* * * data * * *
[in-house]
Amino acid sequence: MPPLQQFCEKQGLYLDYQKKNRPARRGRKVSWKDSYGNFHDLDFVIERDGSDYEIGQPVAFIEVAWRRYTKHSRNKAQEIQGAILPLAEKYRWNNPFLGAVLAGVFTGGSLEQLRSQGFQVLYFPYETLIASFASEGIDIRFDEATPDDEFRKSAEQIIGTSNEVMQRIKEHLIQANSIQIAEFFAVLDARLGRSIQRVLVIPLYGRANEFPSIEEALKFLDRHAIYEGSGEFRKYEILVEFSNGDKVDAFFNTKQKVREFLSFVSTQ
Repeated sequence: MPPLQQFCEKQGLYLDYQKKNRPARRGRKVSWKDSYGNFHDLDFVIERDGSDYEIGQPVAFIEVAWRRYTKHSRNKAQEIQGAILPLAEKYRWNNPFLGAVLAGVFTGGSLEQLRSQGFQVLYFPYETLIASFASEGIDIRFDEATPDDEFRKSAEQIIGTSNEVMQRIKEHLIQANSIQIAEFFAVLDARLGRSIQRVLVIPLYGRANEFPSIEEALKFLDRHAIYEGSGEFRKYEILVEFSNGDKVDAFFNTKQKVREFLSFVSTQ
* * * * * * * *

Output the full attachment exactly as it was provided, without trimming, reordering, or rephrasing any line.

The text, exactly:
[in-house]
Amino acid sequence: MPPLQQFCEKQGLYLDYQKKNRPARRGRKVSWKDSYGNFHDLDFVIERDGSDYEIGQPVAFIEVAWRRYTKHSRNKAQEIQGAILPLAEKYRWNNPFLGAVLAGVFTGGSLEQLRSQGFQVLYFPYETLIASFASEGIDIRFDEATPDDEFRKSAEQIIGTSNEVMQRIKEHLIQANSIQIAEFFAVLDARLGRSIQRVLVIPLYGRANEFPSIEEALKFLDRHAIYEGSGEFRKYEILVEFSNGDKVDAFFNTKQKVREFLSFVSTQ
Repeated sequence: MPPLQQFCEKQGLYLDYQKKNRPARRGRKVSWKDSYGNFHDLDFVIERDGSDYEIGQPVAFIEVAWRRYTKHSRNKAQEIQGAILPLAEKYRWNNPFLGAVLAGVFTGGSLEQLRSQGFQVLYFPYETLIASFASEGIDIRFDEATPDDEFRKSAEQIIGTSNEVMQRIKEHLIQANSIQIAEFFAVLDARLGRSIQRVLVIPLYGRANEFPSIEEALKFLDRHAIYEGSGEFRKYEILVEFSNGDKVDAFFNTKQKVREFLSFVSTQ